Literacy rates do not make a good read

Children are encouraged to read more when parents and others read with them.
PHOTO: STUFF
Children are encouraged to read more when parents and others read with them.

OPINION: When I was a kid I was an avid reader, but that wasn't particularly unusual at the time.  Many of us read for entertainment as well as education.  It's not the case anymore.    

I've just been working my way through a big doorstop of a report that shows that when our Kiwi kids were asked if they liked reading a lot our answer was below the international average, but more unsettling was that a quarter admitted they're not even confident about reading.

Once upon a time (1970) New Zealand proudly boasted being No 1 in the literacy rankings for our children.  But now we are one of the poorest performing countries in the English-language world.  We're not boasting now.  

This is not about blame. Since the turn of the century hundreds of millions of dollars have been allocated to improving literacy for learning but there has been little improvement in literacy achievement; in fact we have declined against other countries.  It's not the teachers' fault, neither is it just an issue for government.

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The report, Progress in International Reading Literacy Study (PIRLS), gives a good indication of who needs to take responsibility for ensuring out next generation is literate.

Take a look in the mirror.

We must stop expecting only schools and teachers to address this growing issue and take some responsibility ourselves.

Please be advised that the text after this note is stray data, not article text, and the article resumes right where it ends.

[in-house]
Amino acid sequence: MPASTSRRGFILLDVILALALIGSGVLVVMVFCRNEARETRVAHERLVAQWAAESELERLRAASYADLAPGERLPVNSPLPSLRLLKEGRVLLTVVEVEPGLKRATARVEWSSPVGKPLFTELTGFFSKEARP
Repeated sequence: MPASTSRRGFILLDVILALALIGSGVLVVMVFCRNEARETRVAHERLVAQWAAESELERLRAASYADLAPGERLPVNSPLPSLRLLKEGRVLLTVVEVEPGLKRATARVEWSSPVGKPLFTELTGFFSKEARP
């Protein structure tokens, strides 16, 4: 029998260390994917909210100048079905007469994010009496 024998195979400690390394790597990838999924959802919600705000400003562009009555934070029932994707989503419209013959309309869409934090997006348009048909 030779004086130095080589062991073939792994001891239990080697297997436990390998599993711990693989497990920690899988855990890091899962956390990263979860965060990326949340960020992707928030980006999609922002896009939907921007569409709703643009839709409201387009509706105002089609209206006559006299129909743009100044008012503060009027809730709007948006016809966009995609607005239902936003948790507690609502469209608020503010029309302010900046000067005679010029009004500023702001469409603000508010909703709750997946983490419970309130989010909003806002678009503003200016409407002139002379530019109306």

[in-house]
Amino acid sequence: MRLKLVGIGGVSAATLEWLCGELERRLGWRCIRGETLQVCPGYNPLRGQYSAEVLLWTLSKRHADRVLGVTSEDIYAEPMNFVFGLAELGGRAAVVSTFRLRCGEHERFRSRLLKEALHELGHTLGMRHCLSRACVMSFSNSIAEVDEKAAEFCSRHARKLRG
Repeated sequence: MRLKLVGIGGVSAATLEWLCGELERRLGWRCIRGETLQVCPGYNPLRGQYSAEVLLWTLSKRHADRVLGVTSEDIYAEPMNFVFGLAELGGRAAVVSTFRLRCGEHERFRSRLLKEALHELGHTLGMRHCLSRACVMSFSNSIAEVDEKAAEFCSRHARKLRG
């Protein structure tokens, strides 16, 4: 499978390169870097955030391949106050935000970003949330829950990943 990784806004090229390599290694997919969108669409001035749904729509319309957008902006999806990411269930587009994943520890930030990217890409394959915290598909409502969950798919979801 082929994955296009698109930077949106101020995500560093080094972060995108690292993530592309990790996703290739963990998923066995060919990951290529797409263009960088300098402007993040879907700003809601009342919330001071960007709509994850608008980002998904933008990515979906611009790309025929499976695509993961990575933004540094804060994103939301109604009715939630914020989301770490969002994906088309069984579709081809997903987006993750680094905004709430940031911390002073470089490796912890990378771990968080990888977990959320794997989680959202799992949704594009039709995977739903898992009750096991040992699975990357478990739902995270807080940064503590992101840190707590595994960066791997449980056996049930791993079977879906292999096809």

The report says parents are students' first teachers and in the countries that have high literacy rates parents read with their children, long before they start school.  These parents also read themselves, therefore being good role models.

They also talked to them, sang to them, told them stories and taught them to write the alphabet – we don't.

Last year, 400,000 New Zealand adults didn't read one book.  That's a lot who didn't read, probably didn't read to their children and their children didn't see them reading.  

But it's not just parents, it's grandparents, aunties, uncles and friends who all need to take responsibility for the literacy of the next generation.  It's the people reading on the bus that our kids see each day.  It's role models being caught reading on camera.  It's about proudly being a nation of readers.  

These are simple things, many of which cost only time and will make an enormous difference to how our children function throughout school and as adults.

The report made it clear it wasn't a socio economic issue – whether rich, poor or inbetween, our kids are not reading.  

So OK a few kids can't read – what's the big deal?

There is a large amount of compelling evidence that correlates reading for pleasure from an early age with literacy development, improved well-being, and educational and employment success. So, simply, reading will help make your child more successful, happier and healthier.  

And it has an economic impact.  It's estimated that illiteracy costs up to 2 per cent of a developed country's Gross Domestic Product, with illiterate people earning 30–42 per cent less than those who are literate.

I was shocked that when this report came out it had very little public interest.

Shouldn't we be worrying that as many as 8 per cent of New Zealand children are performing at the lowest literacy levels.  Why aren't we angry that over 40 per cent of 16–65 year-olds don't have the literacy and numeracy skills to participate in a high-productivity economy.

It has massive implications for our country's future.  Literacy – or lack of it – links directly to our economic performance and individual well-being.

All it takes is to pick up a book and read with a child – is that so hard?

  • Dr Jo Cribb  is chief executive of the New Zealand Book Council  

 

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